Tuesday, December 18, 2012

only skin-deep

A cross is a cross, but even Christ shared his for a little while. Call me Simon.

Memory, I've been told, is essential to understanding the present. 
I find it essential to revisit my old journals, to rediscover bits of myself on dusty old pages. Even if that's just a doodle I sketched in my first diary as a six-year-old. Even that is a part of who I am now.
Today, I went through several pages of old blog posts. 
That is an even more humbling exercise, and I've never done it before. 
But it's enlightening to discover how much the thoughts I thought and the reflections I reflected back at the world have grown from year to year.

A year and several months ago, my mother just sent me a beautiful article by Laurel Rae Mathewson, on body image and eating. Here's the beginning of the article: 

"The year before I was a senior in high school, I went on an exchange to France. I got skinny. When I returned to America, I felt great, looked great, and received high praise. That post-France pinnacle of svelteness is where my troubles with food began in earnest. Any more pounds represented failure, a deviation from "my best self." I began eating emotionally. I gained 10 pounds. 

 At New Year's I decided to get serious about getting back to the "right" size. In good-student fashion, I read reputable books and magazines and followed all the rules. I was the ideal dieter. I ran and lifted weights. 
Mathematical tricks of weight-loss became second nature: The calories in an apple (small, medium, or large); which foods satisfy most for the fewest calories (pancakes are great for this). I steadily lost 1.5 pounds a week for eight weeks and was in better shape than ever. 
My dieting was officially healthy, nutritionally balanced, and utterly obsessive. 

 During winter quarter I reached the nadir of my journey with food and with God. I felt inadequate and disgusting. I desperately wanted God's help in ending this vicious cycle, but God never seemed to fully deliver. When I was stuffed, bloated, and incapacitated from a binge, I would pray, weeping: Take this from me. Help me. I don't want to be like this. 

I believed salvation would come from obeying the legalistic idol of strict self-control and self-improvement that I thought God endorsed. As I wrote in my journal: God did not create me to consume my time worrying about calories. I know how sick it is ... so why don't I stop? Why do I create my own problems? ... Am I afraid of perfect happiness? … Why else would I sabotage all the gifts that I've been given, keep myself from thriving? … My thoughts disturb and distract me in lecture, in church, in conversation. … I count every calorie that goes into my mouth; yet it doesn't stop me from eating an entire package of cookie dough
Perfect happiness. 
I thought it was mine for the making—and that God expected nothing less.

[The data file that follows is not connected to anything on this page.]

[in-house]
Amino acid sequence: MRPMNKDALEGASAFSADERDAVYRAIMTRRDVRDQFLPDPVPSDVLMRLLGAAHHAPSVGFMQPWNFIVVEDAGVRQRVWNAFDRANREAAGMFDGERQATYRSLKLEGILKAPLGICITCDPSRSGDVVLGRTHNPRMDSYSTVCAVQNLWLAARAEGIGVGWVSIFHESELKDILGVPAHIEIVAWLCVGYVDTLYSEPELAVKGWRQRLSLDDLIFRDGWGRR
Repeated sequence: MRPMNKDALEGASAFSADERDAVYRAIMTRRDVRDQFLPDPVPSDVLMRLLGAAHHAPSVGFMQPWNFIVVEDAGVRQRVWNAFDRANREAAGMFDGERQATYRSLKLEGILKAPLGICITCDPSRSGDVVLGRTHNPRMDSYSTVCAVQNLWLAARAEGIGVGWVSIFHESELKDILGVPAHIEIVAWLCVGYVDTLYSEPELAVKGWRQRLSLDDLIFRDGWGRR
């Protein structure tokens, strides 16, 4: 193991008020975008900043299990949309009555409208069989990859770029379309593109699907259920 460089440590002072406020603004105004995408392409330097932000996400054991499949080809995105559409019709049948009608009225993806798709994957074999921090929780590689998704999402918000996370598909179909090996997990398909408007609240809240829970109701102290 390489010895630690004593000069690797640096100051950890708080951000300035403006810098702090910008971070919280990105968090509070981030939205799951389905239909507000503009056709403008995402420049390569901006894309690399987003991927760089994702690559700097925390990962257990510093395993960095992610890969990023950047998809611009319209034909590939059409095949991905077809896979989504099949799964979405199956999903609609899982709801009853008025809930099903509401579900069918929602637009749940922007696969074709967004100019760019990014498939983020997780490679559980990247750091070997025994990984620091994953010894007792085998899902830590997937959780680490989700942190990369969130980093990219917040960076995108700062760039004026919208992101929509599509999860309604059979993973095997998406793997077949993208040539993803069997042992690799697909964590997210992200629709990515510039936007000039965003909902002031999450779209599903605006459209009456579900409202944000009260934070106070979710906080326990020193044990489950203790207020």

Food is a gift from God to be enjoyed, especially with others, creating communion and fellowship. It's not meant to be an idol. Like sex, like work, like material comfort, if we seek to satisfy the hunger of our souls with food alone, we will remain empty. I used food to cope with the spiritual void of an "estrangement" from God, created by my own conviction that I could perfect myself, given enough determination and discipline. Disordered eating was my symptom of accepting neither grace nor my need for it." 

 Read the rest of the article here

I remember how much this struck me a year ago, but now it resonates even more deeply.
One of my favorite lines from her article (then and now) is: "I was created for a higher purpose than a size 6." If there's one thing I've learned over the last year, it's how easy it is to settle for a love less than we deserve. It's easy (in a way) to settle for a purpose less than we deserve. Easier to become a size 6 than to become a person filled with grace. 
In a culture that's obsessed with externals, it's so easy to loose sight of the fact that beauty is not only skin-deep. 
Beauty is radiated through a smile, through loving eyes, through a kind voice and a listening ear. Not that the happiest girls are the most beautiful girls, but that the most beautiful girls are the happiest girls.
My mother's email that accompanied this article is full of words and phrases that I have encountered again and again throughout the past year. And I find it easy to believe that I first heard them from my mother (how much I paid attention is up for debate).
Mothers, as she likes to remind me, with a playful twinkle in her eye, are always right.

"For beautiful lips, speak only words of kindness; for beautiful eyes, look for the good in others. And for poise, walk in the knowledge that you are never alone." --Audrey Hepburn

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